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Human destruction of natural habitats allows disease-carrying animals to thrive, scientists find

Land use change may increase rise of diseases such as Covid-19, researchers say

Vincent Wood
Wednesday 05 August 2020 23:26
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The effect was found to be strongest for rodents, bats and passerine bird species
The effect was found to be strongest for rodents, bats and passerine bird species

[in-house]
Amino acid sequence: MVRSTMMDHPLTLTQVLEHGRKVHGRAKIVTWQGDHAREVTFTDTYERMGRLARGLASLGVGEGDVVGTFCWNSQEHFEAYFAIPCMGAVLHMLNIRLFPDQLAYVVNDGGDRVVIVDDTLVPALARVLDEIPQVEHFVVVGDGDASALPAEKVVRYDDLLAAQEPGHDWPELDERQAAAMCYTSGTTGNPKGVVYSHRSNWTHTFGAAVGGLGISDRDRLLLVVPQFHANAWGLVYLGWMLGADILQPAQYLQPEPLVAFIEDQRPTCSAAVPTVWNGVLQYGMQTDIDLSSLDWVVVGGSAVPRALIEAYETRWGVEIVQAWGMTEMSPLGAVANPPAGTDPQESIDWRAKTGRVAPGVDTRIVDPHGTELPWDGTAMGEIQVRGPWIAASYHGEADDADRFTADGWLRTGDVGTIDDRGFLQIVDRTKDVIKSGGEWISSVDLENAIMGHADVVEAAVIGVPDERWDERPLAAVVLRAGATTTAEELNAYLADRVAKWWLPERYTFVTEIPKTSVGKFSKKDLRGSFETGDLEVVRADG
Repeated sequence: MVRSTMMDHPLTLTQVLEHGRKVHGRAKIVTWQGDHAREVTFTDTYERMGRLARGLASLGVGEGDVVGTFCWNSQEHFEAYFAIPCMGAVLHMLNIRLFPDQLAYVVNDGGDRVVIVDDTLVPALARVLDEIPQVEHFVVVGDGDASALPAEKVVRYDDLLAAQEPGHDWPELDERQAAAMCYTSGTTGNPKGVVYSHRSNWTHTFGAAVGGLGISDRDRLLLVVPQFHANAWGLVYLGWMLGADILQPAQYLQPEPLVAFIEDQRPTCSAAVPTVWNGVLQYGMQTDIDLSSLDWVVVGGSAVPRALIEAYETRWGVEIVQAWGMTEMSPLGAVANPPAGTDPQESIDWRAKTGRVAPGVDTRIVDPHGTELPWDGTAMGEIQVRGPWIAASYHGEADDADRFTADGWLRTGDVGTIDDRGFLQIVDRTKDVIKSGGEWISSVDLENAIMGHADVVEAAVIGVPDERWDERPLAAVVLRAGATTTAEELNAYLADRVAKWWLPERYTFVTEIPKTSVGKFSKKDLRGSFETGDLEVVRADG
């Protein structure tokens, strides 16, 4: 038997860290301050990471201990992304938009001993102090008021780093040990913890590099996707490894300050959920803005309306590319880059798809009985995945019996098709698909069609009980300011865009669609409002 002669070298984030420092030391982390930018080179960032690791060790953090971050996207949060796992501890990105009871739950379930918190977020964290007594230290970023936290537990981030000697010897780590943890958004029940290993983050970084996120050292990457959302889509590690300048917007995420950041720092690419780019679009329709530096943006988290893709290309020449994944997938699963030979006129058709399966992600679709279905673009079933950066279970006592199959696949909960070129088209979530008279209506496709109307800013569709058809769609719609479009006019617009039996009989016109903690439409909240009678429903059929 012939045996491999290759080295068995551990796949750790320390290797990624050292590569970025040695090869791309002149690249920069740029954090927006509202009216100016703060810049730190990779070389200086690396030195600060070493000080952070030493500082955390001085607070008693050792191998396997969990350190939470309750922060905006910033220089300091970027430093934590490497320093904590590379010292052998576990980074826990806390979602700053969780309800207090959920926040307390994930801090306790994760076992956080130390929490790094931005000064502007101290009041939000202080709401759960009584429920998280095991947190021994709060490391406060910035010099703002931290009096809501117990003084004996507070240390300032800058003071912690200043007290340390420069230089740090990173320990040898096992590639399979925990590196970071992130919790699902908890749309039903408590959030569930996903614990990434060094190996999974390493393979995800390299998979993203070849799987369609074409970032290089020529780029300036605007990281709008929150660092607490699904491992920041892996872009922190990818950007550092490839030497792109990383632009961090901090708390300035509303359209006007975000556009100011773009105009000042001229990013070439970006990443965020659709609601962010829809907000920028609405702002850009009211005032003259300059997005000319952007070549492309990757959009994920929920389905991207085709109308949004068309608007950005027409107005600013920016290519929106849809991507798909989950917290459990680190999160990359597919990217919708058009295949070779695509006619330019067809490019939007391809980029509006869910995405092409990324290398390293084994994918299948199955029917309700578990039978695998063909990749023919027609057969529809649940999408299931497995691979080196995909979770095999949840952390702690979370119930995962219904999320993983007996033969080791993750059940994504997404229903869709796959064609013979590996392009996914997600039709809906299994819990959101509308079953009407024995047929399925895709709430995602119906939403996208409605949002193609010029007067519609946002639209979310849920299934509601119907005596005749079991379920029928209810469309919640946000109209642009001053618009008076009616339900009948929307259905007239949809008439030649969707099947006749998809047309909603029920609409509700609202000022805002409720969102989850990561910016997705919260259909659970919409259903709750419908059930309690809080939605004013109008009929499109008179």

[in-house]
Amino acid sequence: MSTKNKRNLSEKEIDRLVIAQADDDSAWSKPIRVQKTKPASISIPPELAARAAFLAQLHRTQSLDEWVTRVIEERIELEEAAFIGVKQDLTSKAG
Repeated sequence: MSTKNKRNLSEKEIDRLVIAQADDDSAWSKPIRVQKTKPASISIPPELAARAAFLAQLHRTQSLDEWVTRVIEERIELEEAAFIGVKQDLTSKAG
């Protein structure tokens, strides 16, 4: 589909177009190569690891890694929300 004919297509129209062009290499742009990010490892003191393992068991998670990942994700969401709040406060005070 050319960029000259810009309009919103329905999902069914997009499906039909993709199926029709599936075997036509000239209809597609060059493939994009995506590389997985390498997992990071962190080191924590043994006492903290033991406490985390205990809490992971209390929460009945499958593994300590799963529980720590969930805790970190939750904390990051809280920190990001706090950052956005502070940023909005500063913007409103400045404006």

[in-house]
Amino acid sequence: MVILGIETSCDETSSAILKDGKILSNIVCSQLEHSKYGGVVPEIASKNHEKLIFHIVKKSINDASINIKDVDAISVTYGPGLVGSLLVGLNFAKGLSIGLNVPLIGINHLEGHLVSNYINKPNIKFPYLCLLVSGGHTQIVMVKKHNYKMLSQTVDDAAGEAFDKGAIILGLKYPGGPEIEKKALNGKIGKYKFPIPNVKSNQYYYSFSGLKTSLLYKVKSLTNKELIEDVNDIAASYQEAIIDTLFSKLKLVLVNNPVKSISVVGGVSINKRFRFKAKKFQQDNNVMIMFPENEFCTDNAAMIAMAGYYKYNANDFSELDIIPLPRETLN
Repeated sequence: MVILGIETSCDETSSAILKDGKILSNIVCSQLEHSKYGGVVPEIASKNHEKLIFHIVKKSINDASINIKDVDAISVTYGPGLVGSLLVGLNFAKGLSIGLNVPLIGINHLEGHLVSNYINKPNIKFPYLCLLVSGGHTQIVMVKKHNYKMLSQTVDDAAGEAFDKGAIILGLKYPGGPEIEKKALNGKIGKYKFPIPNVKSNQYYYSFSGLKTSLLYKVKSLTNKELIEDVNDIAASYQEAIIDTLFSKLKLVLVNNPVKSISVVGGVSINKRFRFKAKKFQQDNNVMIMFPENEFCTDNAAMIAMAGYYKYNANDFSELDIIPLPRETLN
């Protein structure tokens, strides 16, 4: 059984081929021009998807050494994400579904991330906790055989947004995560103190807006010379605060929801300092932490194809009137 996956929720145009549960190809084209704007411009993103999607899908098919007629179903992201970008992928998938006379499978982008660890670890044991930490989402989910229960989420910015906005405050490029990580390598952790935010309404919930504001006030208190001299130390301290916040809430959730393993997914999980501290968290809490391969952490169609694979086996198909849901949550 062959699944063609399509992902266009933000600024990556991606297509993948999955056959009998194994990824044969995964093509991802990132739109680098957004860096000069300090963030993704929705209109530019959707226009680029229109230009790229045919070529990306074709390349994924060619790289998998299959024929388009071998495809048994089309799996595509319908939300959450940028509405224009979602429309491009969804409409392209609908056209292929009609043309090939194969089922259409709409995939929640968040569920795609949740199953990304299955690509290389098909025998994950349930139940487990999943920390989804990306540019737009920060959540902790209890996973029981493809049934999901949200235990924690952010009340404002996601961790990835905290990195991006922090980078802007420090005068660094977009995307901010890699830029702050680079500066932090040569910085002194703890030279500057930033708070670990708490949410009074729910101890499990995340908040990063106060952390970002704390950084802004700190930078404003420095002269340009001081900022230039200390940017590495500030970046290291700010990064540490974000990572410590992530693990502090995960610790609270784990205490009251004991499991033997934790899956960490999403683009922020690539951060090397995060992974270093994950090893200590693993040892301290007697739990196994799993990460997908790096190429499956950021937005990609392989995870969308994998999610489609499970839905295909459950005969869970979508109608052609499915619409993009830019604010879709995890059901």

Humanity’s manipulation of the natural world promotes the spread of disease-carrying animals and limits populations of species less likely to carry that illnesses can infect people, a study has found.

Ecosystems managed by humans are home to more species that typically host infectious diseases compared to undisturbed habitats, according research led by scientists at University College London.

With the world in the grips of the Covid-19 pandemic, the study’s authors warned humanity must come to terms with the way it treats this ecosystems and the implications for future spillover of disease-causing microorganisms that spread from animals.

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